Ghana’s Catholic Bishops hit the streets to protest….against condoms…..

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The Catholic Bishops’ Conference hit the streets of Accra, after a two-day international Pro-life conference to protest against artificial means of birth control such as the use of condoms, abortion, sterilization and vasectomies.

Over 1000 participants including professional men and women in the fields of medicine, nursing, science, law, politics, academia and the media joined the float to fight against the Culture of Death through the teaching and promotion of the Gospel of life.

Excerpts of the placards read, “Every life is created in the image of God, protect it!,” “Abortion is a sin, stop it!” “Life starts from the womb, protect it!,” sex is for married couples only,” “protect the unborn child,” “eternal values-life and faith,” abortion is evil, stop it!,” don’t kill our future generation,” “not ready to be a mother? No sex,” international organizations stop promoting abortion in Ghana, “African governments stop promoting the culture of death.”

The Catholic Priesthood strongly held that such mechanisms promote the culture of death that has come to Africa in the form of population control measures imposed on us by multi-national organizations.

According to them, it is against the moral teachings of the scriptures and therefore, anything that hinders procreation must be disregarded.

The Ghana Catholic Bishops’ Conference, the priests, religious bodies and laity of the Catholic Church in Accra ended a two-day International Pro-life Conference in Accra from 7th to 8th August under the theme, “Protecting Life and Family Values in the Continuing Culture of Death.”

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Speakers, leaders, advocates, activists, researchers from Europe, America and Arica where brought together to discuss a wide range of topics pertaining to the issues of the dignity and sanctity of human life and the defence of marriage and family.

A communiqué issued at the end of the tow-day conference declared that the family is a cradle where life is welcomed, nurtured and protected.

Thus, every family, with marriage at its core, must create a conducive environment where the inestimable value of life is emphasized and upheld.

It noted that sacramental marriage is instituted by God as a permanent and indissoluble union between one man and one woman; open to live and love.

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Thus, other forms of unions such as homosexual unions and adulterous unions are inimical to the mind of the Creator-they undermine the integrity of the human being and the family and as such should never be promoted or supported in our society.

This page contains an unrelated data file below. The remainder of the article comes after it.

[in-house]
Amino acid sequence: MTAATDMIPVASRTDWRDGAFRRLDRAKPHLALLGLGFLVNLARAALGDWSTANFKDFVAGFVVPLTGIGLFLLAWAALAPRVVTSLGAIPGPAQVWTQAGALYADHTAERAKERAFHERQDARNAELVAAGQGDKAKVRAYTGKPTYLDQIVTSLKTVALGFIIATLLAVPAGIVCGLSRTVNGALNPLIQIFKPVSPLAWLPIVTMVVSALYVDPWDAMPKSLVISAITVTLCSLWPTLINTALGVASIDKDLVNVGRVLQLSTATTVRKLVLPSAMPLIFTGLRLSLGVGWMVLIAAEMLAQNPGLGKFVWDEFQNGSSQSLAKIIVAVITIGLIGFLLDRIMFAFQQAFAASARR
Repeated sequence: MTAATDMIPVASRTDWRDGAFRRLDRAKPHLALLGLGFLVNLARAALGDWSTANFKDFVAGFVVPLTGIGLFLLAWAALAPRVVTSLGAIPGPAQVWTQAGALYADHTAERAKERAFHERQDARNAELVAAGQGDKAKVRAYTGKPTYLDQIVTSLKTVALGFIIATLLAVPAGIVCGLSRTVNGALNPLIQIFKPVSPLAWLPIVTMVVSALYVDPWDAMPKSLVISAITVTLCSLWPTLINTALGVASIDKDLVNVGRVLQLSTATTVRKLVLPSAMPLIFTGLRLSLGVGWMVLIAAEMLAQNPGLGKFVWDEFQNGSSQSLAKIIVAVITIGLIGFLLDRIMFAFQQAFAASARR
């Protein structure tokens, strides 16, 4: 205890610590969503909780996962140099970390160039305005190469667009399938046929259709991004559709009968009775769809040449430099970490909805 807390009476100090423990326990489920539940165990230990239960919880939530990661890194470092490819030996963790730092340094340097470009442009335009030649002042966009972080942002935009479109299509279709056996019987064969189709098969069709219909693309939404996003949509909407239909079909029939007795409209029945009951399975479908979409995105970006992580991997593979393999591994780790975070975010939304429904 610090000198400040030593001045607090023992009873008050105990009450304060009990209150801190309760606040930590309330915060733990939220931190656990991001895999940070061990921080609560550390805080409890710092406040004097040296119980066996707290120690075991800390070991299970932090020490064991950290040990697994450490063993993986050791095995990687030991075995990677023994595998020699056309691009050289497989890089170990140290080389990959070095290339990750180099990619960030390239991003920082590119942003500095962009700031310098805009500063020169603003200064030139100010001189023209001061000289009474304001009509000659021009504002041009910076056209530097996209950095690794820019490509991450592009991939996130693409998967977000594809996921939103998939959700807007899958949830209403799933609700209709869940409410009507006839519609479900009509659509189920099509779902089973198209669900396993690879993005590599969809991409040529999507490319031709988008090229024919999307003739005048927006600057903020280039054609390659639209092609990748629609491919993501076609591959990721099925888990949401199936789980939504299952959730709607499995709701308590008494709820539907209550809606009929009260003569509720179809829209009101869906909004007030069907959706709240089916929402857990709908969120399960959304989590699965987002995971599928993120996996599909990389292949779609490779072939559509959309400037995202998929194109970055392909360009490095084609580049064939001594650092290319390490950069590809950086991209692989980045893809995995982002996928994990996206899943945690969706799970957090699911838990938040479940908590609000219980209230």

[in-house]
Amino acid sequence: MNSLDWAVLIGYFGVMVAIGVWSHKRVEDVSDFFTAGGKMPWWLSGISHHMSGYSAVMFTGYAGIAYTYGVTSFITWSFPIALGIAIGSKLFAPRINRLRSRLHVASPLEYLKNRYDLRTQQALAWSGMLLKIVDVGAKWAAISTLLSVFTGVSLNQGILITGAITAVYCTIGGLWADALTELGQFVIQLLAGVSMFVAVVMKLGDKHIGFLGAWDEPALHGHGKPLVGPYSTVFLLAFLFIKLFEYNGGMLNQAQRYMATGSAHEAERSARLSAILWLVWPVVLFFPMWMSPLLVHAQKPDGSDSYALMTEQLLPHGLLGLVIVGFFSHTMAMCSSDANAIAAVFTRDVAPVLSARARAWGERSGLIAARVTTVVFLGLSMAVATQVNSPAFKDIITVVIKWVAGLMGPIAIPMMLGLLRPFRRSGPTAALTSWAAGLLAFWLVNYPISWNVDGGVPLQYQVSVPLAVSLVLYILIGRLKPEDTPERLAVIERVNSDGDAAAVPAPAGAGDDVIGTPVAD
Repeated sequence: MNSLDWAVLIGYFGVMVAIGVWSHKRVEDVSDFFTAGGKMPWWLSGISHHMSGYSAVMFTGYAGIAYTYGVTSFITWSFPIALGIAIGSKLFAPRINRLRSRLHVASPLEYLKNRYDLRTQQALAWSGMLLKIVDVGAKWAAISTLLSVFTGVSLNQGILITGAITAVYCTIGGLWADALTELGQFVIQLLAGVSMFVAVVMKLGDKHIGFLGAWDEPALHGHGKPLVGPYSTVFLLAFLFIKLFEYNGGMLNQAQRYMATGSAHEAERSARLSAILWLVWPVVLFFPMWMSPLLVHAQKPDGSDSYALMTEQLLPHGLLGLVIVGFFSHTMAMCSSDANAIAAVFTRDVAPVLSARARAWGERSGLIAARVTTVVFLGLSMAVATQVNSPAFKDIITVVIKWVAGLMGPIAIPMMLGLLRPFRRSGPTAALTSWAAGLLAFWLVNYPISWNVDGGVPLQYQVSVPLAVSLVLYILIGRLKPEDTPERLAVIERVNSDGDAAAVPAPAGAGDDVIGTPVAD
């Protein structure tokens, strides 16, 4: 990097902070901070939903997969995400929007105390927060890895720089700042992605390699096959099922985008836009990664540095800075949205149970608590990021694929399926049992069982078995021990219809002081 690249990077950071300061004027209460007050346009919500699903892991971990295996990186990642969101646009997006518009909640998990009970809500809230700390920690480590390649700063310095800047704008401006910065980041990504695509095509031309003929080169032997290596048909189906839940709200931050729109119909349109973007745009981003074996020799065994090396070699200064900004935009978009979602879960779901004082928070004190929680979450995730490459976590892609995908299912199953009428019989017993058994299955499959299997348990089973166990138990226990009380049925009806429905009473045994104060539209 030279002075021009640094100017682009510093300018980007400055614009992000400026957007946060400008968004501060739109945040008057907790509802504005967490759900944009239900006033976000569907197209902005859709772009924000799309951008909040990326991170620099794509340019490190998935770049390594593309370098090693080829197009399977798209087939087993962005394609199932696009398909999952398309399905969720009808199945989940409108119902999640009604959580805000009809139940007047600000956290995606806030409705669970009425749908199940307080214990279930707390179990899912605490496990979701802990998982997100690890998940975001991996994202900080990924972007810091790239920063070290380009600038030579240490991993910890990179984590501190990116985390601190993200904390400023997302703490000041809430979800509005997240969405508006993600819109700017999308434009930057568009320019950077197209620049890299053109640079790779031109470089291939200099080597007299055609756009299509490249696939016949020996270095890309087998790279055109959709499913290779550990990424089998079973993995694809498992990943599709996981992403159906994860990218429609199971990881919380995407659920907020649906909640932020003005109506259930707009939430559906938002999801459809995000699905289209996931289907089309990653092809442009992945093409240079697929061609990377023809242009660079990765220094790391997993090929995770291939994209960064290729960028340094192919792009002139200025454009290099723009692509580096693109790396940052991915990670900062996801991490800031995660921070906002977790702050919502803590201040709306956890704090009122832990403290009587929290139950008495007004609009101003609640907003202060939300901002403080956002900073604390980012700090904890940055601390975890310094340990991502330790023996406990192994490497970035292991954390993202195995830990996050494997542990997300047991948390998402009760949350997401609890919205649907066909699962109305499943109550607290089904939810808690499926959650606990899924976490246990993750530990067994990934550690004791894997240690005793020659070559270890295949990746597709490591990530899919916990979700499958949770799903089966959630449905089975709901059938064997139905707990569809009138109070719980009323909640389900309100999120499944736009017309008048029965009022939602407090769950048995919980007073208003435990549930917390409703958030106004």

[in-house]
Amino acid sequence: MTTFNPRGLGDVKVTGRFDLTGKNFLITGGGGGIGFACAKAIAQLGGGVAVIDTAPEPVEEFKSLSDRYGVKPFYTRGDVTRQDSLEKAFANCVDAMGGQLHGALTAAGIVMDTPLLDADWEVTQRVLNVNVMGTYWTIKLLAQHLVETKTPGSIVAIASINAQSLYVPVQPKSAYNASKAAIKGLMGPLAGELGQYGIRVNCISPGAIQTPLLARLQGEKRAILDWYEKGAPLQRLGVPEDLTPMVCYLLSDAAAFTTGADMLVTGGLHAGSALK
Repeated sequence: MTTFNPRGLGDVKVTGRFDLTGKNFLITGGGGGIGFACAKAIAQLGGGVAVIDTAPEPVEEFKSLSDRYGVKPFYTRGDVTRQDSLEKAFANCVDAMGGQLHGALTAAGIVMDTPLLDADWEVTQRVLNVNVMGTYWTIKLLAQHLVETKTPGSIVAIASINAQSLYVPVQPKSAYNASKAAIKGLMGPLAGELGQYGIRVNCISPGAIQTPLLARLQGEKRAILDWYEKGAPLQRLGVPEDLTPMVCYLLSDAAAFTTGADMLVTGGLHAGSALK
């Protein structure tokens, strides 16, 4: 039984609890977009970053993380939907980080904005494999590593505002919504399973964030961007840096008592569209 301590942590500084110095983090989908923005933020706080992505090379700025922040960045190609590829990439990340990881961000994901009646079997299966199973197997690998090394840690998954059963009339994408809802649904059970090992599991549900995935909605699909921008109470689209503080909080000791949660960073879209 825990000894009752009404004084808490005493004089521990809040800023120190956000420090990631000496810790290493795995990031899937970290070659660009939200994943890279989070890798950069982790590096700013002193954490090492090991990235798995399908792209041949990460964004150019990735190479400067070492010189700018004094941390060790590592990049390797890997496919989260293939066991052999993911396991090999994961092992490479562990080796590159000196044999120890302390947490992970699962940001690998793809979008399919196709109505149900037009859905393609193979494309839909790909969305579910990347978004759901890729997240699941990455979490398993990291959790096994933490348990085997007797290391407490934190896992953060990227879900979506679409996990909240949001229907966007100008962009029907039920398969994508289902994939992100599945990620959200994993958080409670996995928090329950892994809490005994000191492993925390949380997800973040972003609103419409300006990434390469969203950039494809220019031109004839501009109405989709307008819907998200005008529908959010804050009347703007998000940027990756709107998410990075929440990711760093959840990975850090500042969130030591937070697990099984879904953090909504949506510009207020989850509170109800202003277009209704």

The Catholic Bishops’ Conference, in a resolution, will continue to resist the persistent and pernicious attempts to impose population control on Africa by wealthy philanthropists, donor nations and international organizations who are pursuing this agenda subtly under the platform of sexual and reproductive and health rights.

The Ghana Catholic Bishops have resolve to work with government, other faith-based organizations and the civil society groups as well as the media to promote and sustain the importance of faith and family in human development, public education and in the social order.

By Abubakari Seidu Ajarfor, jarfemma@gmail.com

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UN Security Council Meeting on Climate Change as a Threat Multiplier for Global Security

136564_600 On June 30th, 2015, the UN Security Council (UNSC) held an open Arria-formula meeting on the role of climate change as a threat multiplier for global security. The meeting was co-hosted by the Permanent Missions of Spain and Malaysia. The aim of the meeting, according to the prepared concept note, was “to better identify the inter-connected threats to international peace and security related to Climate Change.” The concept note continues: “Everyday more countries are incorporating climate change considerations into their national security policies and since Climate Change is, and will be, altering geopolitical dynamics, it seems necessary to develop more structured means of addressing this issue from an international perspective.” A list of speakers and statements is available below and here. Abbott-on-Climate-Change-600x400 This is not the first time the UNSC has addressed the security implications of climate change, or influenced action on climate and security issues elsewhere in the UN. As the Arria-formula debate concept note points out, actions were taken by various governments in 2007: UNSC Debate on Climate, Peace and Security (press release); 2009: UN Secretary-General’s Report Climate change and its possible security implications (A/64/350) (PDF) & UN General Assembly (climate security) resolution; 2011: UNSC Presidential Statement 6587th (PDF), and in 2013: UNSC Arria Formula Meeting on Security Implications of Climate Change (press release). All of these documents can also be found on the Climate Security Chronology. tumblr_lrhf0j7OKd1qbazqao1_1280 To date, the United States has lamented the difficulty of reaching a consensus on addressing climate risks at the UNSC. Then US Ambassador to the UN (and current U.S. National Security Advisor) Susan Rice made her disappointment with the 2011 Presidential Statement process very clear: